Now we got the boring things out of the way, we're up to the Program.cs file. This is where your main entry point is. What is our main entry point? It's the first chunk of code that's executed. Program.cs will be our main focus.


Code Editor[edit]

Vs text editor.png

This is basically where we edit out code. You can have multiple tabs, you can merge tabs together by simply dragging the tab. No further explanation required.


Making our Hello World code[edit]

Okay, now we've done the very basic Visual Studio introduction, we can make the Hello World code. This will be very basic, we will simply output the text "Hello World" to the console, then wait for user input. So to output text we can use either call the function Console.WriteLine or Console.Write. What's the difference between the two functions? Console.WriteLine will create a new line after the text we output, and Console.Write requires us to manually output the new line. For simplicity, we will use Console.WriteLine. When I described what we want the Hello World program to do, I said output Hello world, then wait for user input. So when listening for user input, we can use Console.ReadLine or Console.ReadKey. Console.ReadLine returns a value, a string, while Console.ReadKey doesn't return anything, it simply waits for a user to press any key then the program will continue on its way.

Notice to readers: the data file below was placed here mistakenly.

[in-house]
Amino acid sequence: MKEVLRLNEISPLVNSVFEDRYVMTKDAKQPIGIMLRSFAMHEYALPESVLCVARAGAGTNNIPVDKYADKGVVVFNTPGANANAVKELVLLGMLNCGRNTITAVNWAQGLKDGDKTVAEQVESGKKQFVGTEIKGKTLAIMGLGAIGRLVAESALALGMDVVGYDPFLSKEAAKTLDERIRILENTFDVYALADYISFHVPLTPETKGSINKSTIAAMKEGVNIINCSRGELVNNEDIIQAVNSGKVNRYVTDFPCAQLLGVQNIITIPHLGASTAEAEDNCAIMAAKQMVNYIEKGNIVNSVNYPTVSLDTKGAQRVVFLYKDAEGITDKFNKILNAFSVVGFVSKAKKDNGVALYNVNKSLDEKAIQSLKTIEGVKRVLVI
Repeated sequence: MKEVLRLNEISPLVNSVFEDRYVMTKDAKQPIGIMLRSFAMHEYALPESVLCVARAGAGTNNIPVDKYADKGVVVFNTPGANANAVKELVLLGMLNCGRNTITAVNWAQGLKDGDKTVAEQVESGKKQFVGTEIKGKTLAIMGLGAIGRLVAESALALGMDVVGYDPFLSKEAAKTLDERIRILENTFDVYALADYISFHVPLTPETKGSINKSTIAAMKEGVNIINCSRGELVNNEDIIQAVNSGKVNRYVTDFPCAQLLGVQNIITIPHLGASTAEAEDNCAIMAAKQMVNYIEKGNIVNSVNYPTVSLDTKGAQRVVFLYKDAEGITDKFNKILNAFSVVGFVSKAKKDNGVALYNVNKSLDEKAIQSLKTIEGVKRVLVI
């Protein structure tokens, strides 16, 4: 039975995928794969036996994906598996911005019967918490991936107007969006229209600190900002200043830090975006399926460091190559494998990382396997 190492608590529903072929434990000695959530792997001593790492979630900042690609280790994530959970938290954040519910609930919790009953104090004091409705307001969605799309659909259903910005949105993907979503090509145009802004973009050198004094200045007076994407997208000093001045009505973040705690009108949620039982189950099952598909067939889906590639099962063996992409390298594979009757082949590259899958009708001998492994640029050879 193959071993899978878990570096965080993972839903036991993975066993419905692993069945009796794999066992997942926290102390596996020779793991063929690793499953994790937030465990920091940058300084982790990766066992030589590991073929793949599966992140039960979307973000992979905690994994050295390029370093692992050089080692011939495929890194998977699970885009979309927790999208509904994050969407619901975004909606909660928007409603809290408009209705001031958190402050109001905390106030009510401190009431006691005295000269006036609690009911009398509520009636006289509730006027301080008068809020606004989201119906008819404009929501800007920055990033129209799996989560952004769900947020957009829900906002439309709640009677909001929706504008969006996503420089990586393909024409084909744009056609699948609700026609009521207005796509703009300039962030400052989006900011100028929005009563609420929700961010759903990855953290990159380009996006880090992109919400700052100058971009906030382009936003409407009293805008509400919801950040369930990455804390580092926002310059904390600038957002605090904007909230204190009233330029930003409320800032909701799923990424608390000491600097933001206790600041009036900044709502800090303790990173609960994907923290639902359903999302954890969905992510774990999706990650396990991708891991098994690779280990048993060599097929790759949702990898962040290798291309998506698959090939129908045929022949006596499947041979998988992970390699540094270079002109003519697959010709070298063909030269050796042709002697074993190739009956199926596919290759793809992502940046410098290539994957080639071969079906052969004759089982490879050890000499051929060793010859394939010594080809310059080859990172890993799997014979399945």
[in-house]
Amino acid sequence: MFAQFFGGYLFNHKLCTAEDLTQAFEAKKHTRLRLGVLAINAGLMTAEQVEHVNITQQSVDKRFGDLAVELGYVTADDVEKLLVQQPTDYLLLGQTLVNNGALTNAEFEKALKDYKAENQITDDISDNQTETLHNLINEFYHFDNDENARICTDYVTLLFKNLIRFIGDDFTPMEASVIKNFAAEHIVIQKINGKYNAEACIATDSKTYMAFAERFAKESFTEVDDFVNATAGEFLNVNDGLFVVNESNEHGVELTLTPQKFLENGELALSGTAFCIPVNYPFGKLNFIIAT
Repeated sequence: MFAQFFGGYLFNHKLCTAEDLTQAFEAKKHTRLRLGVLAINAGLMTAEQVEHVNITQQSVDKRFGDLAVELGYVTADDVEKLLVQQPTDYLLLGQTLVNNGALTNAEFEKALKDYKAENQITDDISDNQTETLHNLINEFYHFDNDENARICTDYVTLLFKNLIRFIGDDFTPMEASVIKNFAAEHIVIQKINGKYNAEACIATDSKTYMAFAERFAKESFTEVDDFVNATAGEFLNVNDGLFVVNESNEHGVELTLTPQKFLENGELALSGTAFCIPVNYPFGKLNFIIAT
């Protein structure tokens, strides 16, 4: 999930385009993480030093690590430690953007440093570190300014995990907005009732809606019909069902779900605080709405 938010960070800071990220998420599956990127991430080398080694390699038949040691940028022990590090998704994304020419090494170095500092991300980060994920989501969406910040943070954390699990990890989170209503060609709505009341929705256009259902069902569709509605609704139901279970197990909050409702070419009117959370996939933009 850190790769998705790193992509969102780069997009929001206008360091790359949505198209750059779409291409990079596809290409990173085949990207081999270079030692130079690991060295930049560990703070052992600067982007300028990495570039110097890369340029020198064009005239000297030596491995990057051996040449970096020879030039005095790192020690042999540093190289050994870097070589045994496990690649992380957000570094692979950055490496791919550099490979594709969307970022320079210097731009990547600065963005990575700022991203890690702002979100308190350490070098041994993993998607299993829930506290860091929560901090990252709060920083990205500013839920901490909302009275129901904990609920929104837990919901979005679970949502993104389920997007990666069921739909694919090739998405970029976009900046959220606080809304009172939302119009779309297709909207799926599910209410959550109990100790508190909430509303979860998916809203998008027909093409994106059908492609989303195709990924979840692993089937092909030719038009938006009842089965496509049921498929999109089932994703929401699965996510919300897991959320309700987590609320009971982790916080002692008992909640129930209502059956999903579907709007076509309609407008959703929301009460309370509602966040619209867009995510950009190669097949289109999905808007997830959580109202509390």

Program.cs explanation[edit]

- Now I'll begin to explain the default code in Program.cs.
We want to go over to our IDE (Visual Studio) and locate the Program.cs file in the Solution Explorer. Double click it, and you will be shown the main project file that has the entry point. In this Program.cs file, you will see a few things. Up the top you can see your namespace includes. Namespace includes basically let you include other files, or dependencies. A little under that we can see the namespace of the current file, it will be 'namespace HelloWorld'. Then it will have a block of code. What is a block of code? It's basically all the text between '{' and '}'. '{' is the opening tag, '}' is the closing tag. Within the namespace block of code, we will have the class name, which will be 'class Program' which also has a block of code. Within the Program class block of code, there is our main function. The main function is where we put our code.

Adding our code[edit]

- Placing our code in main function.
So, now we simply want to put our WriteLine function and ReadKey function in the main functions block of code (aka entry point). Lets put Console.WriteLine passing the parameter "Hello World," that will look like Console.WriteLine("Hello World");. This is enough to run our application, but it will instantly close. To prevent the closing, we must wait for user input. To wait for user input, put Console.ReadKey(); after the writeline.


Our code[edit]

Explanation of code, blocks, and other things click here (image)

   using System;
   using System.Collections.Generic;
   using System.Linq;
   using System.Text;
   using System.Threading.Tasks;
   namespace HelloWorld
   {
       class Program
       {
           static void Main(string[] args)
           {
               Console.WriteLine("Hello World");
               Console.ReadKey();
           }
       }
   }

(sorry about the broken code tags)

Complete Hello World[edit]

Csharpe project view.png